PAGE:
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A regent, from the Latin regens, "[one] reigning", or regency council is a person or group of persons selected to act as head of state because the ruler is a minor, not present, or debilitated. The period of rule of a regent or regents is referred to as a regency.
In a monarchy, a regent usually governs due to one of these reasons, but may also be elected to rule during the interregnum when the royal line has died out. This was the case in the Kingdom of Finland and the Kingdom of Hungary, where the royal line was considered extinct in the aftermath of World War I. In Iceland, the regent represented the King of Denmark as sovereign of Iceland until the country became a republic in 1944. In the Polish-Lithuanian Commonwealth (1569–1795), kings were elective, which often led to a fairly long interregnum. In the interim, it was the Roman Catholic Primate (the Archbishop of Gniezno) who served as the regent, termed the "interrex" (Latin: ruler "between kings" as in ancient Rome). In the small republic of San Marino, the two Captains Regent, or Capitani Reggenti, are elected semi-annually (they serve a six-month term) as joint heads of state and of government.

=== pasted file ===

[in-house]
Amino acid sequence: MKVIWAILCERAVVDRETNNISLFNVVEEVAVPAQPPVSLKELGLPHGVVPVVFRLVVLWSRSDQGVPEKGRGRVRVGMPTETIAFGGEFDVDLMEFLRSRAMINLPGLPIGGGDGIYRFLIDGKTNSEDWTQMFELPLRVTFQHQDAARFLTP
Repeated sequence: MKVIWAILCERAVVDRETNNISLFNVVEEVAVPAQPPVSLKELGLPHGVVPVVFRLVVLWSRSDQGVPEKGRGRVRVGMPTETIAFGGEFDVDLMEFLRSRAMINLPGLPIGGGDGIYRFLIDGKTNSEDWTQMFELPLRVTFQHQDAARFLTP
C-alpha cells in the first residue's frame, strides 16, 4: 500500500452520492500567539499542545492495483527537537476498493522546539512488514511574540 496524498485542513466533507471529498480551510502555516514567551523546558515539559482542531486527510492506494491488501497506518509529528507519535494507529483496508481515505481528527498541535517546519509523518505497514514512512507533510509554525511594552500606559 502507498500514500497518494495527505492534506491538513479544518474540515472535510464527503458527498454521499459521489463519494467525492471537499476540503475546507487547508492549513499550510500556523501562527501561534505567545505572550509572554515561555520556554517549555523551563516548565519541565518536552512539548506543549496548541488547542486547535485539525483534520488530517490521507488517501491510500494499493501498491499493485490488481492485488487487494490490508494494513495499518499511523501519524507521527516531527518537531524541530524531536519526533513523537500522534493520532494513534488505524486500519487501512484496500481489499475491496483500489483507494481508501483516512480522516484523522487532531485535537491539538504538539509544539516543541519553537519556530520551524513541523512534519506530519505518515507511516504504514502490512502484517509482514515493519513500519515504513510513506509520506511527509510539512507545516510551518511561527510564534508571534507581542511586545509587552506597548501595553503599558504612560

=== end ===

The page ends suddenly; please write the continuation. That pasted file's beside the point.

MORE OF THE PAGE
Occasionally, the term regent refers to positions lower than the ruler of a country. In the Republic of the United Provinces, the members of the ruling class, not formally hereditary but de facto patricians, were known collectively as regenten (the Dutch plural for regent). In the Dutch East Indies, a regent was a native prince allowed to rule de facto colonized 'state' as a regentschap (see that term). Consequently, in the successor state of Indonesia, the term regent is used in English to mean a bupati (local government official).
The term may be used in the governance of organisations. Some university managers in North America are called regents and a management board for a college or university may be titled the "Board of Regents". The term "regent" is also used for members of governing bodies of institutions, such as the national banks, in France and Belgium. Again in Belgium and France, (Régent in French, or in Dutch) Regent is the official title of a teacher in a lower secondary school (junior high school), who does not require a college degree but is trained in a specialized école normale (normal school). In the Philippines, specifically, the University of Santo Tomas, the Father Regent, who must be a Dominican priest and is often also a teacher, serves as the institution's spiritual head. They also form the Council of Regents that serves as the highest administrative council of the university.
- The Oxford English Dictionary defines the term as "A person appointed to administer a State because the Monarch is a minor, is absent or is incapacitated."